Political Americana – Memorabilia for the politico
Not too long ago, I spent some time at Political Americana, a unique memorabilia store located about two city blocks from the White House. Its uniqueness is more than its location; it features historic campaign and presidential items covering more than 230 years of American politics. It is, and has been, a favorite place of mine to visit for about 15 years, as it’s wares are right up my alley, as I am a WorthPoint Worthologist for political and presidential items.
First, it is a relatively small store—only about several hundred square feet—but almost every inch of wall space and counter space is filled with early political campaign signs, historic American campaign flags, bumper stickers, White House official photographs, press passes, and so many early presidential gifts. It even features presidential Christmas cards dating to Franklin D. Roosevelt, who sent out the very first White House card.
While it is true that Political Americana is famous worldwide for its historic artifacts, it is also classified as a gift shop where you can purchase more recent political and presidential campaign items.
Occasionally, a political point has to be made, too. I found a disappearing Civil Liberties mug. When you pour hot water in it, the Civil Liberties and the Bill of Rights shown on the outside of the mug somehow disappear. More noticeable were a pair of Ronald Reagan and Nancy Reagan bedrooms slippers, too. Both wearing night caps and resting comfortably, one on each foot.
There are golf balls with the Democratic and Republican party symbols, so that you can take your frustration out by hitting a hole in one, maybe without being taxed for it. The playing cards featuring each of the presidential candidates and their supporters are very good for a laugh—or not.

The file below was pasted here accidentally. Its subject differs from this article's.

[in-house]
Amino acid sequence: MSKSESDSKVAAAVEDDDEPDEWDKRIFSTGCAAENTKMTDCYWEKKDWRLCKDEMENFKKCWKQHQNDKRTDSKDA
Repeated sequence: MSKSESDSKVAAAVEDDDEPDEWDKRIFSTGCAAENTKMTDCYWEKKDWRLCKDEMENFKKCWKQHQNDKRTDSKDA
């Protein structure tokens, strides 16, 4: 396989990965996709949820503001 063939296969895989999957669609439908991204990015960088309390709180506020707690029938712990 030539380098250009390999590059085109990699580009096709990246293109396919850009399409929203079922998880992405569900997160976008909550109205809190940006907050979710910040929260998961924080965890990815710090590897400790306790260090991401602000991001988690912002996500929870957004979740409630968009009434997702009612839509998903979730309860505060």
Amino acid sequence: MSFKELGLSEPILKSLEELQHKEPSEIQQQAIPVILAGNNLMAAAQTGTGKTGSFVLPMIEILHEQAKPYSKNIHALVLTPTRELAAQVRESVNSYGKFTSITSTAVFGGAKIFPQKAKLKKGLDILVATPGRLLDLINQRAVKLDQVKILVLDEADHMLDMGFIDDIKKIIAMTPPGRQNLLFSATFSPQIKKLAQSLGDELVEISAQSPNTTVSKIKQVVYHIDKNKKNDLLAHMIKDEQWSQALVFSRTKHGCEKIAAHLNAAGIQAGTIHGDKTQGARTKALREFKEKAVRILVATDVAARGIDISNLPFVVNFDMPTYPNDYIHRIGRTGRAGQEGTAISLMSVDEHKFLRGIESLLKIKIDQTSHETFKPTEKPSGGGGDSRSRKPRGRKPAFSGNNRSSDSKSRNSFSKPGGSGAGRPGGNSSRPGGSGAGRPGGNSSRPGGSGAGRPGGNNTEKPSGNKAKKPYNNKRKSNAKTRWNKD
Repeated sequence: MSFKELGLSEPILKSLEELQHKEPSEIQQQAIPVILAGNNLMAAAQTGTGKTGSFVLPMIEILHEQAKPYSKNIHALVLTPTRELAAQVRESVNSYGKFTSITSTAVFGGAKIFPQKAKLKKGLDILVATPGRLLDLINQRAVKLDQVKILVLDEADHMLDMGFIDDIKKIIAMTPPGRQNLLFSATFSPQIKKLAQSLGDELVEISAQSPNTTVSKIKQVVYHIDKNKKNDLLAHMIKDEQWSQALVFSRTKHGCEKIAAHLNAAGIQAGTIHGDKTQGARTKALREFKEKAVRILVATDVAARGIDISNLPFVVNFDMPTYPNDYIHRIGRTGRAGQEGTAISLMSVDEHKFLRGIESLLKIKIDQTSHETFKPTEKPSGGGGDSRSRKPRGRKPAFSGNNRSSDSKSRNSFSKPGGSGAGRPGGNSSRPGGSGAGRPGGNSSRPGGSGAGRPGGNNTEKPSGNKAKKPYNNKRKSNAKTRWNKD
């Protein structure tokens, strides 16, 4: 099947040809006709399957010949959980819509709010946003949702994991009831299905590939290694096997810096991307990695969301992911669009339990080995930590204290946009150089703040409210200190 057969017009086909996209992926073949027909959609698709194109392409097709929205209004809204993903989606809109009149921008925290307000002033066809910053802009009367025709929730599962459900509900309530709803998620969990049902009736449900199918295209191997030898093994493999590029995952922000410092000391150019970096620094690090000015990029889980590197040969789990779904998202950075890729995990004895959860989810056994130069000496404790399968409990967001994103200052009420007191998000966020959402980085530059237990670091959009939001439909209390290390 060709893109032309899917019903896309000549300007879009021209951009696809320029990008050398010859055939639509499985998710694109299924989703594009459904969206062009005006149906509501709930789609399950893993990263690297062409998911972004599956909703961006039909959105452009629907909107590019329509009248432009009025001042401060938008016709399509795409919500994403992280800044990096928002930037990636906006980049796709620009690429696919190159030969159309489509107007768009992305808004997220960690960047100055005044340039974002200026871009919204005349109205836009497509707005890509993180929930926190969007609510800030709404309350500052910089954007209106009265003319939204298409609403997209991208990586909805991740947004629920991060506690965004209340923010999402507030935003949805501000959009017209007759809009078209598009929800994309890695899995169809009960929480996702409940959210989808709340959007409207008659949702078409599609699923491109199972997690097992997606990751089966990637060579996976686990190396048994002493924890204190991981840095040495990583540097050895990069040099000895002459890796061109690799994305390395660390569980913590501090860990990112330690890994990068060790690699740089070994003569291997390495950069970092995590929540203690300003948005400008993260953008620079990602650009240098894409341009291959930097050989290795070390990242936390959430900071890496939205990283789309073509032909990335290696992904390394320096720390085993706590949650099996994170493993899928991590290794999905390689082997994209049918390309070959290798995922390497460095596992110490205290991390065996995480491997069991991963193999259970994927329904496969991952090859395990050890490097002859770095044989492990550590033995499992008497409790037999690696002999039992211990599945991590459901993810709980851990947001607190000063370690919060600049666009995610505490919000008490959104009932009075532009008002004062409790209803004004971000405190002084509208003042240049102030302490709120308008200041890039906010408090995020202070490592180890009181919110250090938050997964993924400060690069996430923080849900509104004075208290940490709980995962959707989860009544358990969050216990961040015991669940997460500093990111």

On the other hand, Political Americana also features very rare and scarce items. I was able to see a very rare set of 10-karat gold presidential seal cuff links from the John F. Kennedy administration with his engraved signature on the reverse. With a value near $20,000, they were kept under lock and key. Just as scarce is a set of Ronald Reagan presidential cobalt blue cuff links in its brass and dark blue presentation box. Each cufflink also has an engraved signature of Ronald Reagan on the reverse. The value of these is set between $3,500 to $5,000.
One of the most unusual items in the shop is a challenge coin given out by the president in his role as commander-in-chief. The challenge coin is a half-dollar-sized brass or metal coin featuring a military unit, government agency, or cabinet level department that is given out and exchanged between members and staff. Call it an inter-departmental business card. Not produced at taxpayer expense, except for the president and department heads, these coins were originally introduced in World War I, then fell off in favor until the practice was revived by military units in the middle 1990s. The presidential editions of the coin are highly sought after and can range in value from $25 to hundreds of dollars, depending on the size or scarcity.
And, of course, you can find the political T-shirt, baseball cap, sweatshirt, key chain, postcard, and other Washington, D.C. tchotchkes here, too. But where else can you walk through a veritable museum of American political and presidential history—and buy a piece of it.
Watch a video of Tom Carrier visiting the Political Americana by clicking here .
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